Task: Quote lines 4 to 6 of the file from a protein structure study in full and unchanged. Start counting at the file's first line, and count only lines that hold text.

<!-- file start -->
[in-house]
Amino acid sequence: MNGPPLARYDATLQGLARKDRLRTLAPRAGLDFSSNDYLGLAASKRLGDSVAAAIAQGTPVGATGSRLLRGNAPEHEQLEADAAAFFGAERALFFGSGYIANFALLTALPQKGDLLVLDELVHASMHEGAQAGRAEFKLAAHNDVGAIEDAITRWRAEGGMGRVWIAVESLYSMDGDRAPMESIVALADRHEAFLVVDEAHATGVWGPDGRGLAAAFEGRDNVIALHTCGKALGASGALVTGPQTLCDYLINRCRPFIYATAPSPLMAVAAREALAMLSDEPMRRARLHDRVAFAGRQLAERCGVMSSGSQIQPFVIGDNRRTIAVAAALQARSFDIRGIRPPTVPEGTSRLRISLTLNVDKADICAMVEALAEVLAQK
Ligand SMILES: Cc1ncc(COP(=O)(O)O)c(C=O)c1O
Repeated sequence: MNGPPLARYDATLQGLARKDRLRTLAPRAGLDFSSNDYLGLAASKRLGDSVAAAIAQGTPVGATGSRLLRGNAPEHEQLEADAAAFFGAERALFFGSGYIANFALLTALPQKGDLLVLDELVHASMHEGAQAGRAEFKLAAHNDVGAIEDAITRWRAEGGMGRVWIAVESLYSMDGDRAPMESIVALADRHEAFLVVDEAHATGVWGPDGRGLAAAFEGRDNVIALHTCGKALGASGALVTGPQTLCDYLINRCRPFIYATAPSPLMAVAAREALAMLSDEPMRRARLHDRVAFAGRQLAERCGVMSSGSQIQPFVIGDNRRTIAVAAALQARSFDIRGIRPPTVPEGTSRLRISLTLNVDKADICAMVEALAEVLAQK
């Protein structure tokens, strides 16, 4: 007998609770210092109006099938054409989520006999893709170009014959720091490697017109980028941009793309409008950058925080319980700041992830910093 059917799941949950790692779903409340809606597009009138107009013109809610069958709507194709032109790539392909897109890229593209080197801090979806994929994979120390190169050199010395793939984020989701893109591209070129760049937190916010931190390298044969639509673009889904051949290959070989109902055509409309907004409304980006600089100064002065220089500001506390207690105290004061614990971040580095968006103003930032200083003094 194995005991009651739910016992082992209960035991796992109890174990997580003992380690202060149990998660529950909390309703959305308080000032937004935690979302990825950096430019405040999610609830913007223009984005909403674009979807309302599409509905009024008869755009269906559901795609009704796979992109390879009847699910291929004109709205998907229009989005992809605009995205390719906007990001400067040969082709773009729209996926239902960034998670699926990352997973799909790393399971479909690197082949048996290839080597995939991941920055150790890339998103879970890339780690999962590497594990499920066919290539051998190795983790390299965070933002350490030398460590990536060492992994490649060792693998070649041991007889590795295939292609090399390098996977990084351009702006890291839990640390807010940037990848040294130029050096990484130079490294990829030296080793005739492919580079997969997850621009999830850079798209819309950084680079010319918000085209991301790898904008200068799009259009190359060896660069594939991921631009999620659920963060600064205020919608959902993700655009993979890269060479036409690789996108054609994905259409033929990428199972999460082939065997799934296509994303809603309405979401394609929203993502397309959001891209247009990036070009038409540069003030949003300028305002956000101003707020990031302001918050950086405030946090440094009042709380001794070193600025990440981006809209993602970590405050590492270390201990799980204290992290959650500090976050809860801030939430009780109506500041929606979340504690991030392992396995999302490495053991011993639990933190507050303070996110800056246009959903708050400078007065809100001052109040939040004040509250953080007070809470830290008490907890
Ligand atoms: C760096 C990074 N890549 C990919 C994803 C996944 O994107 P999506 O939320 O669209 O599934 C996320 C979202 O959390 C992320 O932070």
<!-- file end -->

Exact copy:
Repeated sequence: MNGPPLARYDATLQGLARKDRLRTLAPRAGLDFSSNDYLGLAASKRLGDSVAAAIAQGTPVGATGSRLLRGNAPEHEQLEADAAAFFGAERALFFGSGYIANFALLTALPQKGDLLVLDELVHASMHEGAQAGRAEFKLAAHNDVGAIEDAITRWRAEGGMGRVWIAVESLYSMDGDRAPMESIVALADRHEAFLVVDEAHATGVWGPDGRGLAAAFEGRDNVIALHTCGKALGASGALVTGPQTLCDYLINRCRPFIYATAPSPLMAVAAREALAMLSDEPMRRARLHDRVAFAGRQLAERCGVMSSGSQIQPFVIGDNRRTIAVAAALQARSFDIRGIRPPTVPEGTSRLRISLTLNVDKADICAMVEALAEVLAQK
């Protein structure tokens, strides 16, 4: 007998609770210092109006099938054409989520006999893709170009014959720091490697017109980028941009793309409008950058925080319980700041992830910093 059917799941949950790692779903409340809606597009009138107009013109809610069958709507194709032109790539392909897109890229593209080197801090979806994929994979120390190169050199010395793939984020989701893109591209070129760049937190916010931190390298044969639509673009889904051949290959070989109902055509409309907004409304980006600089100064002065220089500001506390207690105290004061614990971040580095968006103003930032200083003094 194995005991009651739910016992082992209960035991796992109890174990997580003992380690202060149990998660529950909390309703959305308080000032937004935690979302990825950096430019405040999610609830913007223009984005909403674009979807309302599409509905009024008869755009269906559901795609009704796979992109390879009847699910291929004109709205998907229009989005992809605009995205390719906007990001400067040969082709773009729209996926239902960034998670699926990352997973799909790393399971479909690197082949048996290839080597995939991941920055150790890339998103879970890339780690999962590497594990499920066919290539051998190795983790390299965070933002350490030398460590990536060492992994490649060792693998070649041991007889590795295939292609090399390098996977990084351009702006890291839990640390807010940037990848040294130029050096990484130079490294990829030296080793005739492919580079997969997850621009999830850079798209819309950084680079010319918000085209991301790898904008200068799009259009190359060896660069594939991921631009999620659920963060600064205020919608959902993700655009993979890269060479036409690789996108054609994905259409033929990428199972999460082939065997799934296509994303809603309405979401394609929203993502397309959001891209247009990036070009038409540069003030949003300028305002956000101003707020990031302001918050950086405030946090440094009042709380001794070193600025990440981006809209993602970590405050590492270390201990799980204290992290959650500090976050809860801030939430009780109506500041929606979340504690991030392992396995999302490495053991011993639990933190507050303070996110800056246009959903708050400078007065809100001052109040939040004040509250953080007070809470830290008490907890
Ligand atoms: C760096 C990074 N890549 C990919 C994803 C996944 O994107 P999506 O939320 O669209 O599934 C996320 C979202 O959390 C992320 O932070």